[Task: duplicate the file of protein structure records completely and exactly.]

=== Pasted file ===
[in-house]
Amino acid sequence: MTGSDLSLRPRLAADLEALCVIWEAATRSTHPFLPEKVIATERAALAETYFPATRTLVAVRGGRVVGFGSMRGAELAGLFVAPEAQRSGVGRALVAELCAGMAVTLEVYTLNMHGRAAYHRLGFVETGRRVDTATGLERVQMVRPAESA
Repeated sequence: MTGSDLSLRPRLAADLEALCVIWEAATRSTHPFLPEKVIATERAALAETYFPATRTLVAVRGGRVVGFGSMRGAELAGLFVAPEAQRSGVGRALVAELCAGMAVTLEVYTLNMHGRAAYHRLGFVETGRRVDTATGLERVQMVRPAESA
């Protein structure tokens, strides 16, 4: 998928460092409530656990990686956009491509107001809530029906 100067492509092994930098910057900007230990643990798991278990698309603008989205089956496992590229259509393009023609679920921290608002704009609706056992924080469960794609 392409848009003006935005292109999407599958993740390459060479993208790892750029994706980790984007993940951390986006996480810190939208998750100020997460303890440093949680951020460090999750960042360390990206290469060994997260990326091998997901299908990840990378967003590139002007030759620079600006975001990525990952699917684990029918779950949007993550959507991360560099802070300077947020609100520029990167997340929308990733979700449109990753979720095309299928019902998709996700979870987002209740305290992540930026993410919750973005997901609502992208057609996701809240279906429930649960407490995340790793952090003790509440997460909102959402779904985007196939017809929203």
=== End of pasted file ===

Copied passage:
[in-house]
Amino acid sequence: MTGSDLSLRPRLAADLEALCVIWEAATRSTHPFLPEKVIATERAALAETYFPATRTLVAVRGGRVVGFGSMRGAELAGLFVAPEAQRSGVGRALVAELCAGMAVTLEVYTLNMHGRAAYHRLGFVETGRRVDTATGLERVQMVRPAESA
Repeated sequence: MTGSDLSLRPRLAADLEALCVIWEAATRSTHPFLPEKVIATERAALAETYFPATRTLVAVRGGRVVGFGSMRGAELAGLFVAPEAQRSGVGRALVAELCAGMAVTLEVYTLNMHGRAAYHRLGFVETGRRVDTATGLERVQMVRPAESA
């Protein structure tokens, strides 16, 4: 998928460092409530656990990686956009491509107001809530029906 100067492509092994930098910057900007230990643990798991278990698309603008989205089956496992590229259509393009023609679920921290608002704009609706056992924080469960794609 392409848009003006935005292109999407599958993740390459060479993208790892750029994706980790984007993940951390986006996480810190939208998750100020997460303890440093949680951020460090999750960042360390990206290469060994997260990326091998997901299908990840990378967003590139002007030759620079600006975001990525990952699917684990029918779950949007993550959507991360560099802070300077947020609100520029990167997340929308990733979700449109990753979720095309299928019902998709996700979870987002209740305290992540930026993410919750973005997901609502992208057609996701809240279906429930649960407490995340790793952090003790509440997460909102959402779904985007196939017809929203």